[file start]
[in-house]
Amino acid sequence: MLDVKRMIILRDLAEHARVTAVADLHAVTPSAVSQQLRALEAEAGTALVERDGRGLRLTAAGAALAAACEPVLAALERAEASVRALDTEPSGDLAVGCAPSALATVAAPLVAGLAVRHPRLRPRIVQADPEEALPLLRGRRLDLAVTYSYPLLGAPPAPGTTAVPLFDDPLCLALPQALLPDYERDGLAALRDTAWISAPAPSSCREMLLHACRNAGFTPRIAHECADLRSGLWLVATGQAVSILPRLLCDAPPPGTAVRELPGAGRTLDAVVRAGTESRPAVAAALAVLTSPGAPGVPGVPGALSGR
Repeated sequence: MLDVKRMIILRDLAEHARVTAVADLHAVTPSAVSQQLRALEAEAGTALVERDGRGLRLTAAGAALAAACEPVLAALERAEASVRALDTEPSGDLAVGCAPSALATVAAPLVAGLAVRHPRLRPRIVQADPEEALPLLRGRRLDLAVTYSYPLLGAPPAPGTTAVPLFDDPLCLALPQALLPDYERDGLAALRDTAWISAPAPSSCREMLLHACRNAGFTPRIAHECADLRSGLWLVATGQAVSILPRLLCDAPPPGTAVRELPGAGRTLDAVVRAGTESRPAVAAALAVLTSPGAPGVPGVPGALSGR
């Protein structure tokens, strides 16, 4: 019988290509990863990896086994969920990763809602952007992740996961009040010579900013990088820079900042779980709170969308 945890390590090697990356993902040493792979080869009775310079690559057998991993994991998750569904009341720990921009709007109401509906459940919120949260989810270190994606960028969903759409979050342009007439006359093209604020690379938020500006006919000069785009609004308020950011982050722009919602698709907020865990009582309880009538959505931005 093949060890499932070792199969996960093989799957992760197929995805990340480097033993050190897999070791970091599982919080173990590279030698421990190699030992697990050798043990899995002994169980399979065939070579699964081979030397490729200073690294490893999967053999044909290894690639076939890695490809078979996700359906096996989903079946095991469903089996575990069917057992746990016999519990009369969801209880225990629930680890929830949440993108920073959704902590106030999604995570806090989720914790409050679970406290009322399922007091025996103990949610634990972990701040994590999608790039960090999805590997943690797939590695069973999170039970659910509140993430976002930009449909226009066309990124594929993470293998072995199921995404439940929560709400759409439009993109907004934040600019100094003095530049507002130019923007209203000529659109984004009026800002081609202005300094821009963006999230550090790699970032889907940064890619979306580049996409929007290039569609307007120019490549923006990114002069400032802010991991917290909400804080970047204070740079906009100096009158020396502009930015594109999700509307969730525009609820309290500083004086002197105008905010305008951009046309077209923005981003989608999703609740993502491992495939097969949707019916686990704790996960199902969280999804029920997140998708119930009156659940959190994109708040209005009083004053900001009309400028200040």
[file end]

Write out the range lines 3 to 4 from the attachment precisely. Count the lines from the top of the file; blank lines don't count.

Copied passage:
Repeated sequence: MLDVKRMIILRDLAEHARVTAVADLHAVTPSAVSQQLRALEAEAGTALVERDGRGLRLTAAGAALAAACEPVLAALERAEASVRALDTEPSGDLAVGCAPSALATVAAPLVAGLAVRHPRLRPRIVQADPEEALPLLRGRRLDLAVTYSYPLLGAPPAPGTTAVPLFDDPLCLALPQALLPDYERDGLAALRDTAWISAPAPSSCREMLLHACRNAGFTPRIAHECADLRSGLWLVATGQAVSILPRLLCDAPPPGTAVRELPGAGRTLDAVVRAGTESRPAVAAALAVLTSPGAPGVPGVPGALSGR
């Protein structure tokens, strides 16, 4: 019988290509990863990896086994969920990763809602952007992740996961009040010579900013990088820079900042779980709170969308 945890390590090697990356993902040493792979080869009775310079690559057998991993994991998750569904009341720990921009709007109401509906459940919120949260989810270190994606960028969903759409979050342009007439006359093209604020690379938020500006006919000069785009609004308020950011982050722009919602698709907020865990009582309880009538959505931005 093949060890499932070792199969996960093989799957992760197929995805990340480097033993050190897999070791970091599982919080173990590279030698421990190699030992697990050798043990899995002994169980399979065939070579699964081979030397490729200073690294490893999967053999044909290894690639076939890695490809078979996700359906096996989903079946095991469903089996575990069917057992746990016999519990009369969801209880225990629930680890929830949440993108920073959704902590106030999604995570806090989720914790409050679970406290009322399922007091025996103990949610634990972990701040994590999608790039960090999805590997943690797939590695069973999170039970659910509140993430976002930009449909226009066309990124594929993470293998072995199921995404439940929560709400759409439009993109907004934040600019100094003095530049507002130019923007209203000529659109984004009026800002081609202005300094821009963006999230550090790699970032889907940064890619979306580049996409929007290039569609307007120019490549923006990114002069400032802010991991917290909400804080970047204070740079906009100096009158020396502009930015594109999700509307969730525009609820309290500083004086002197105008905010305008951009046309077209923005981003989608999703609740993502491992495939097969949707019916686990704790996960199902969280999804029920997140998708119930009156659940959190994109708040209005009083004053900001009309400028200040």